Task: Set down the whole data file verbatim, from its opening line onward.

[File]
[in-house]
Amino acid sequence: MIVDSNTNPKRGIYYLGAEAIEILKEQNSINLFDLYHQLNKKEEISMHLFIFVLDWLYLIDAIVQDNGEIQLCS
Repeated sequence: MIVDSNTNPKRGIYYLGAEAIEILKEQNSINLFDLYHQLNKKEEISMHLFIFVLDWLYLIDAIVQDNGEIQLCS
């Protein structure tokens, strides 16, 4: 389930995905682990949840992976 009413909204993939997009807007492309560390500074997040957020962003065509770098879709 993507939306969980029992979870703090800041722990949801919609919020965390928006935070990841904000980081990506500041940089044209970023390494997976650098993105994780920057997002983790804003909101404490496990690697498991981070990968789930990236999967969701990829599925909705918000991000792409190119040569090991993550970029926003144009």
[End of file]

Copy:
[in-house]
Amino acid sequence: MIVDSNTNPKRGIYYLGAEAIEILKEQNSINLFDLYHQLNKKEEISMHLFIFVLDWLYLIDAIVQDNGEIQLCS
Repeated sequence: MIVDSNTNPKRGIYYLGAEAIEILKEQNSINLFDLYHQLNKKEEISMHLFIFVLDWLYLIDAIVQDNGEIQLCS
């Protein structure tokens, strides 16, 4: 389930995905682990949840992976 009413909204993939997009807007492309560390500074997040957020962003065509770098879709 993507939306969980029992979870703090800041722990949801919609919020965390928006935070990841904000980081990506500041940089044209970023390494997976650098993105994780920057997002983790804003909101404490496990690697498991981070990968789930990236999967969701990829599925909705918000991000792409190119040569090991993550970029926003144009």